The best children’s books for February, as chosen by the Washington Post:
From inauspicious beginnings, Gordon Parks (1912-2006) became a pioneering photographer and filmmaker as well as a novelist, composer and poet. In this picture-book biography, Caldecott honoree Carole Boston Weatherford focuses on Parks’s photographic career, particularly the images he took in Washington in the late 1930s and early ’40s. Parks’s accomplishments are especially remarkable given the limited choices he faced as a young African American male. (A teacher in his Kansas elementary school told Parks and his classmates, “You’ll all wind up porters and waiters.”) But after working as a piano player, porter and waiter, he bought a camera, taught himself to take pictures and transformed his life. As a government photographer assigned to Washington, he documented the segregation of the city — and with a single photograph of a cleaning woman named Ella Watson, got the world to take notice. Weatherford’s succinct text and Jamey Christoph’s stylized, muted-color illustrations convey Parks’s vibrant talent while delivering an enlightening perspective on the past.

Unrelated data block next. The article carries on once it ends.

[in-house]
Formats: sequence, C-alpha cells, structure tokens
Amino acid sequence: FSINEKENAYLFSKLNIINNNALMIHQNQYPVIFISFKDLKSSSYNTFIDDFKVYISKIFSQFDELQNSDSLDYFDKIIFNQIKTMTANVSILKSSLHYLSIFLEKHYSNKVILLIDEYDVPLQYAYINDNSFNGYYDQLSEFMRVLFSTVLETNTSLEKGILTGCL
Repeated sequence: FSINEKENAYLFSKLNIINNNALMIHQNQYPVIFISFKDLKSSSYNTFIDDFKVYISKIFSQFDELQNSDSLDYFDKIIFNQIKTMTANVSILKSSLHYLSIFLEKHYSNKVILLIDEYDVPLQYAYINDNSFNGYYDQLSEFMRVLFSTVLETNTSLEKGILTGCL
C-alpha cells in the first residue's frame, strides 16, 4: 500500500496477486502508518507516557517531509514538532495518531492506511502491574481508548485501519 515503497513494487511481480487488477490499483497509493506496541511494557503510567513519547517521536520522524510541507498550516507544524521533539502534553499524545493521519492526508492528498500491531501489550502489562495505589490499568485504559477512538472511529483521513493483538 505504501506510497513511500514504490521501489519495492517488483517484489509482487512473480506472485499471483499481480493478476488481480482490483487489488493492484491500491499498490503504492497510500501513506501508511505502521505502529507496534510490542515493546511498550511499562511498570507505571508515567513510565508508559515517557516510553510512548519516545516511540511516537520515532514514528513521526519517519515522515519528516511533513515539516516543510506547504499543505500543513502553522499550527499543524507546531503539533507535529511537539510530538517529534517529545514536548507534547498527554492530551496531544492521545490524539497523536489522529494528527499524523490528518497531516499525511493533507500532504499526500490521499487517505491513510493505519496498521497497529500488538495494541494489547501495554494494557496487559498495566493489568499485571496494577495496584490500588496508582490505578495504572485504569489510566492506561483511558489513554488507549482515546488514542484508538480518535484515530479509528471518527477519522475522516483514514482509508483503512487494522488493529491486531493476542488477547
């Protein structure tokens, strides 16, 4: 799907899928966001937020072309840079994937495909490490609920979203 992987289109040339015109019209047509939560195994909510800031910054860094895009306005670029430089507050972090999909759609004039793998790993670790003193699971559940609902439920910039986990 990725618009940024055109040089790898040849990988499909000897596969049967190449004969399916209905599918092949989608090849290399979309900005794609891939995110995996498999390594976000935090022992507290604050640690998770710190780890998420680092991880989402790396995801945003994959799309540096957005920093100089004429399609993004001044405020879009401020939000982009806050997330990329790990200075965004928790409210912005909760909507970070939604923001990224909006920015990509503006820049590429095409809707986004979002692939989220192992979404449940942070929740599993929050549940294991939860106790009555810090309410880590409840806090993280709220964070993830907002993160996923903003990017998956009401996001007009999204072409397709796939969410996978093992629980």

— Abby McGanney Nolan